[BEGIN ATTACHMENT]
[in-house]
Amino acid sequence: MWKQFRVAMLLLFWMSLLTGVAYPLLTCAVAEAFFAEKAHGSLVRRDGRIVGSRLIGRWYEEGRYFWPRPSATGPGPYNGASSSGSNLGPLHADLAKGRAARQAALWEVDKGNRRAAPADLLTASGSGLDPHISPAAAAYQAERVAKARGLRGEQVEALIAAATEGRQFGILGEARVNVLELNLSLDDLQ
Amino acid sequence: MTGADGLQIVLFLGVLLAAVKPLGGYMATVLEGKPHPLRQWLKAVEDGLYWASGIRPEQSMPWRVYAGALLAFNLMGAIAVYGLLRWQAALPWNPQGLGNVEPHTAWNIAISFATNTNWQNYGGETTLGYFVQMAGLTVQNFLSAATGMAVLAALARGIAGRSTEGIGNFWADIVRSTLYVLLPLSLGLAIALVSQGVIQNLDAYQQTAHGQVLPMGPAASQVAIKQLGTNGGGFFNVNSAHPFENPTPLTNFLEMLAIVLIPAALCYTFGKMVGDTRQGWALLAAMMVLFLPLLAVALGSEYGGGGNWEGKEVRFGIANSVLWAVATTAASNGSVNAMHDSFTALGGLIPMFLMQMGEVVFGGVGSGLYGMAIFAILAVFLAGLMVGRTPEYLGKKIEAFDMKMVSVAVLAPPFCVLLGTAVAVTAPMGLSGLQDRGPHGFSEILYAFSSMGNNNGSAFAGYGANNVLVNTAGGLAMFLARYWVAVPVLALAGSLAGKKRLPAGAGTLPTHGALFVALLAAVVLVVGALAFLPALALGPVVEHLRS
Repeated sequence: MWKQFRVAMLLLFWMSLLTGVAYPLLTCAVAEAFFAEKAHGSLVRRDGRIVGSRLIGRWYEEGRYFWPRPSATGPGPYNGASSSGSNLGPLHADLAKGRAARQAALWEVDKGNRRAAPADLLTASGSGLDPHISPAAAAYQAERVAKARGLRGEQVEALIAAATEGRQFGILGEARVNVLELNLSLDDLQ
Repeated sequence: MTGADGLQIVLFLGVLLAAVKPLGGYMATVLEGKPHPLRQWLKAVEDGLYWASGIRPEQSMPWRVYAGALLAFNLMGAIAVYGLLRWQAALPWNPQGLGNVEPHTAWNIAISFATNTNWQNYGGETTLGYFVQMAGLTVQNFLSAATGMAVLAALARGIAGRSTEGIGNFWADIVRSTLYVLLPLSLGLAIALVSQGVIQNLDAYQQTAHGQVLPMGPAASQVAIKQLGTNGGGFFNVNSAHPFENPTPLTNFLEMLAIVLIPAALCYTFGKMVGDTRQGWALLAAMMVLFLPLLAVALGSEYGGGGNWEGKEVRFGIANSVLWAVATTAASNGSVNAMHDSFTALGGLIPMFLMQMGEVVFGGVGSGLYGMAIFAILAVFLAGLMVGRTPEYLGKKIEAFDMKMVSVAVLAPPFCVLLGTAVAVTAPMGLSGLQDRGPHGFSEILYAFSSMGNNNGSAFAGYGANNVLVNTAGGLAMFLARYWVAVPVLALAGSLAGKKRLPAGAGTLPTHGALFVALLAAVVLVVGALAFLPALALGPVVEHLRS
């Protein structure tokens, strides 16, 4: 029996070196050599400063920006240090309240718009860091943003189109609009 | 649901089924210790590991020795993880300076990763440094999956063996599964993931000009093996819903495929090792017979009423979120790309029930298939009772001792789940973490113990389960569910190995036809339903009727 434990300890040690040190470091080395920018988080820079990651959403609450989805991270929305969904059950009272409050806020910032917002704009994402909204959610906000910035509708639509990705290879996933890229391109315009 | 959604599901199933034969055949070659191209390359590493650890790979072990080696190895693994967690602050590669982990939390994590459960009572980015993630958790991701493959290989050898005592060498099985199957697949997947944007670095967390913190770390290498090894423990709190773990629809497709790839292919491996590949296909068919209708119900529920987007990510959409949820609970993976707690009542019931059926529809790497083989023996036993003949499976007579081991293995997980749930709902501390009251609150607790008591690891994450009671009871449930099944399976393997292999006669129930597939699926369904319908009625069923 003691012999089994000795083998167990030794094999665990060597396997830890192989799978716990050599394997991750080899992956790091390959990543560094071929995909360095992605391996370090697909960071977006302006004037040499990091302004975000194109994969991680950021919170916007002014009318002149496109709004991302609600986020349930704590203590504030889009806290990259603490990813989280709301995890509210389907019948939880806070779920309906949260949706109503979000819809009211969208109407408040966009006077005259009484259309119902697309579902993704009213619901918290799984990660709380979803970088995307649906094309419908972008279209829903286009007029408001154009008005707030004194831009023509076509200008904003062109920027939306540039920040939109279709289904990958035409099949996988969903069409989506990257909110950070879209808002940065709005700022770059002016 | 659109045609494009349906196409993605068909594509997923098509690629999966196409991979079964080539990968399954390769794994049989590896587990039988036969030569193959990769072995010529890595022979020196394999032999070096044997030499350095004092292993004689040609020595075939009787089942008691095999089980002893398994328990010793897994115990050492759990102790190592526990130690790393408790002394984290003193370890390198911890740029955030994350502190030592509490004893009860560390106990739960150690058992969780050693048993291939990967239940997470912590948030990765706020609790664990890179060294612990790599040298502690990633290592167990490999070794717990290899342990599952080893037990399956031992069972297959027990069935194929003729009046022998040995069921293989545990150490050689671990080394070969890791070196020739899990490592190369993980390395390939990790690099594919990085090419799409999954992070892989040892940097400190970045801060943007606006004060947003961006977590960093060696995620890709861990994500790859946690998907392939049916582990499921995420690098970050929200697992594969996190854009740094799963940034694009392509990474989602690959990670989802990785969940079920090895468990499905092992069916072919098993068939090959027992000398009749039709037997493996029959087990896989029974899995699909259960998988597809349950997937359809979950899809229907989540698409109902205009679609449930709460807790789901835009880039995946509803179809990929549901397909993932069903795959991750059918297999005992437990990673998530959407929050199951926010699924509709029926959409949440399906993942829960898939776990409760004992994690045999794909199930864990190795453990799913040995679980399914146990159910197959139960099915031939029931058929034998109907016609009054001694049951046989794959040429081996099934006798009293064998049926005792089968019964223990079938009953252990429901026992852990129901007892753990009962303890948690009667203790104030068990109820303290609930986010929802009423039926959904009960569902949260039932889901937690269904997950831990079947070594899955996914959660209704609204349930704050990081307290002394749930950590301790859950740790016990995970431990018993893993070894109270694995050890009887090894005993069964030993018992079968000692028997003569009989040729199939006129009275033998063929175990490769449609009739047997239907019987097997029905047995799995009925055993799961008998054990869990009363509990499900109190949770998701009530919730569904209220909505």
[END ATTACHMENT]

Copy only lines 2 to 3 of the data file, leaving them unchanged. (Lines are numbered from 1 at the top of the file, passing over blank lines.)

Amino acid sequence: MWKQFRVAMLLLFWMSLLTGVAYPLLTCAVAEAFFAEKAHGSLVRRDGRIVGSRLIGRWYEEGRYFWPRPSATGPGPYNGASSSGSNLGPLHADLAKGRAARQAALWEVDKGNRRAAPADLLTASGSGLDPHISPAAAAYQAERVAKARGLRGEQVEALIAAATEGRQFGILGEARVNVLELNLSLDDLQ
Amino acid sequence: MTGADGLQIVLFLGVLLAAVKPLGGYMATVLEGKPHPLRQWLKAVEDGLYWASGIRPEQSMPWRVYAGALLAFNLMGAIAVYGLLRWQAALPWNPQGLGNVEPHTAWNIAISFATNTNWQNYGGETTLGYFVQMAGLTVQNFLSAATGMAVLAALARGIAGRSTEGIGNFWADIVRSTLYVLLPLSLGLAIALVSQGVIQNLDAYQQTAHGQVLPMGPAASQVAIKQLGTNGGGFFNVNSAHPFENPTPLTNFLEMLAIVLIPAALCYTFGKMVGDTRQGWALLAAMMVLFLPLLAVALGSEYGGGGNWEGKEVRFGIANSVLWAVATTAASNGSVNAMHDSFTALGGLIPMFLMQMGEVVFGGVGSGLYGMAIFAILAVFLAGLMVGRTPEYLGKKIEAFDMKMVSVAVLAPPFCVLLGTAVAVTAPMGLSGLQDRGPHGFSEILYAFSSMGNNNGSAFAGYGANNVLVNTAGGLAMFLARYWVAVPVLALAGSLAGKKRLPAGAGTLPTHGALFVALLAAVVLVVGALAFLPALALGPVVEHLRS